Last modified on May 22nd, 2020
Breast Cancer ScreeningTo screen or not to screen – that is the dilemma. The problem is not simply medical but also a matter of economics. Diagnosis of cancer, whether initial or recurrence, is the period of greatest acute stress for a cancer patient. This crisis is defined by sadness (depression), fear (anxiety), confusion, and occasional anger.The goal of screening women for breast cancer is to detect cancer in its earliest stage when surgery and medical treatment can be most effective in reducing mortality. Screening is only beneficial when an earlier diagnosis results in a reduction in mortality and morbidity and when the risks of the screening test are low. There are three methods for breast cancer screening that are currently practiced: X-ray mammography, clinical breast examination and breast self-examination.Of the three screening methods, the most reliable by far is mammography. However, in women with very dense breast tissue, both ultrasound and mammograms may miss tumors, which, however, can be detected by a Magnetic Resonance Imager (MRI). MRI is also more accurate for detecting cancer in women who carry the breast cancer genes BRCA1 and BRCA2. However, the principal means of diagnosis – and many believe the only definitive one – is biopsy – a minor surgical procedure in which the lump or part of the lump is removed and examined under a microscope for cancer cells. A doctor might perform fine needle aspiration, a needle or core biopsy, or a surgical biopsy.
Clinical Breast Examination (CBE)During a clinical breast examination, the doctor checks the breasts and underarms for lumps or other changes that could be a sign of breast cancer. The CBE involves bilateral inspection and palpation of the breasts and the axillary and supraclavicular areas. Examination should be performed in both the upright and supine positions. One of the best predictors of examination accuracy is the length of time spent by the examiner.The efficacy of CBE alone in screening for breast cancer is uncertain. The results of several large studies have convincingly demonstrated the effectiveness of CBE when combined with mammography as screening for breast cancer in women older than age 50 years. The American Cancer Society advises that women should have CBEs every three years from age 20 to 39 years. Annual CBEs should be performed on women 40 years of age and older.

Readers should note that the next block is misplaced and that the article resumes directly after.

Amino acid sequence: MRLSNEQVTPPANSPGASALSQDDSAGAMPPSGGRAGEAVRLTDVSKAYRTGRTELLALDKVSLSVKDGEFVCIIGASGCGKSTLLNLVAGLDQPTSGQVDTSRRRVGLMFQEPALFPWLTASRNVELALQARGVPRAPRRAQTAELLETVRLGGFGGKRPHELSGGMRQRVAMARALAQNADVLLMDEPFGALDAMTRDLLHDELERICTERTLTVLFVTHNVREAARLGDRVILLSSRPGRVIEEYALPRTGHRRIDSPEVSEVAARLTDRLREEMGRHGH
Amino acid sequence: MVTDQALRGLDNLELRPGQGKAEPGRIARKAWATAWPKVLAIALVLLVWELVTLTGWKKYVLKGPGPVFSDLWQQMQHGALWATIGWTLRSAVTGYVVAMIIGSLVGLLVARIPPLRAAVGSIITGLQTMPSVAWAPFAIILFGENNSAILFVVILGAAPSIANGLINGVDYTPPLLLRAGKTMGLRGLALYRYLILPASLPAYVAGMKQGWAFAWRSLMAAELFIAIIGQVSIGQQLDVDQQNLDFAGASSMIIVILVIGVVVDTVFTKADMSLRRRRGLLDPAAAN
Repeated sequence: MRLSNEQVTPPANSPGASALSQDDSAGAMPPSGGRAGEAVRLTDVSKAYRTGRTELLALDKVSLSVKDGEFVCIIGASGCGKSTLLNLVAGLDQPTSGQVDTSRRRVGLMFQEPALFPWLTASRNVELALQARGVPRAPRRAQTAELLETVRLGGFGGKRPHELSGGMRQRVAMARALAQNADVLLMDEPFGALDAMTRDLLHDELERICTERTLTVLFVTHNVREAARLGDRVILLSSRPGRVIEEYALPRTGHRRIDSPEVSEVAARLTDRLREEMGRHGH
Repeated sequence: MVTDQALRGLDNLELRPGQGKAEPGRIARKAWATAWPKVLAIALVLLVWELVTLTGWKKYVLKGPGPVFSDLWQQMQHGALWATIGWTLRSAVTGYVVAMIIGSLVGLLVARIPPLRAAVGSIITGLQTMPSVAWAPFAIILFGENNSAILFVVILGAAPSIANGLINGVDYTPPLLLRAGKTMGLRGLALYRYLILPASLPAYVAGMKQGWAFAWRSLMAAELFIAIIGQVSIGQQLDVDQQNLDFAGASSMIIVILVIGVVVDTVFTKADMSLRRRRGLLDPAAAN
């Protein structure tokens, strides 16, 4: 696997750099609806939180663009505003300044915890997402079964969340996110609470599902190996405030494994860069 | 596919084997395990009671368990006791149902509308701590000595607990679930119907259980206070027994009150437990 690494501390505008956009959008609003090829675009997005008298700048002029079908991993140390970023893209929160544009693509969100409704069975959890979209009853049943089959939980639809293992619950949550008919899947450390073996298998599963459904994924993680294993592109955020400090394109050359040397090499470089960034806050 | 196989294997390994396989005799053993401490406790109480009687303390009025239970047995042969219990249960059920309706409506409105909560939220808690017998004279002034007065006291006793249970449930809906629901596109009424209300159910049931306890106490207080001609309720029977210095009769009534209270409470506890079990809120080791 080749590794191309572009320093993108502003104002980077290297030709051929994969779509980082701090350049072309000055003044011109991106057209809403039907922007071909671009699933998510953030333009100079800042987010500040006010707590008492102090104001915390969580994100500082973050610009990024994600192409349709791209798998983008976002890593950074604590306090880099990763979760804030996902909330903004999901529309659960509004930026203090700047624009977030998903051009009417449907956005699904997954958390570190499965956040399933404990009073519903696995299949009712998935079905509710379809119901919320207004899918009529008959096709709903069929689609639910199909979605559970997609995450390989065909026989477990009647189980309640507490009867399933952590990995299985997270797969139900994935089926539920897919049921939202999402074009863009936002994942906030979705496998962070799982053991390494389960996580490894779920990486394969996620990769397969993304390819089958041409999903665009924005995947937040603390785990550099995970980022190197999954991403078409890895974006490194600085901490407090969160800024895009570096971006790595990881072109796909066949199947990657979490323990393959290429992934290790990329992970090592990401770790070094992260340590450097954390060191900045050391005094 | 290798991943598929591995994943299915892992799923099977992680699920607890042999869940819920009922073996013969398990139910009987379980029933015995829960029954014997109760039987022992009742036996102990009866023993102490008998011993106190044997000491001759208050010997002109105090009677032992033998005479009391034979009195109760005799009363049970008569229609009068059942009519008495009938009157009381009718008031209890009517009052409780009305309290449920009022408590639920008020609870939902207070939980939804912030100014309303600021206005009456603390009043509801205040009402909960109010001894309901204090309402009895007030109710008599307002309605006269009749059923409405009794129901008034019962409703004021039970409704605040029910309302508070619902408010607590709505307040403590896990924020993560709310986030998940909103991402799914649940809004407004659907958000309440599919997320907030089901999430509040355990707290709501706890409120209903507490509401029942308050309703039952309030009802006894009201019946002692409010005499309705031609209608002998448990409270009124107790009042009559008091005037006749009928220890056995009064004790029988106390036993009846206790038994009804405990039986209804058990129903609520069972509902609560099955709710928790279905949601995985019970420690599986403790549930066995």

Breast Self-Examination (BSE)A systematic examination by a woman in which she uses her fingers to feel for changes in her breast shape and fluid discharge from the nipple in order to detect any abnormalities. It is ideally carried out every month. Estimates vary, but 80 to 95% of breast cancers are first discovered as a lump by the patient. Intuitively it follows that regular breast self-examination as a complementary screening modality perhaps along with mammography may help discover some cancers at an earlier stage, when the prognosis is more favorable.Approximately four out of every five breast lumps so detected turn out to be a cyst or other benign (noncancerous) lesion. If a lump is found, however, it is essential to determine as quickly as possible if it is cancerous or not. There are now several epidemiologic studies indicating that survival is increased in women practicing breast self-examination and that cancers detected by breast self-examination tend to be smaller.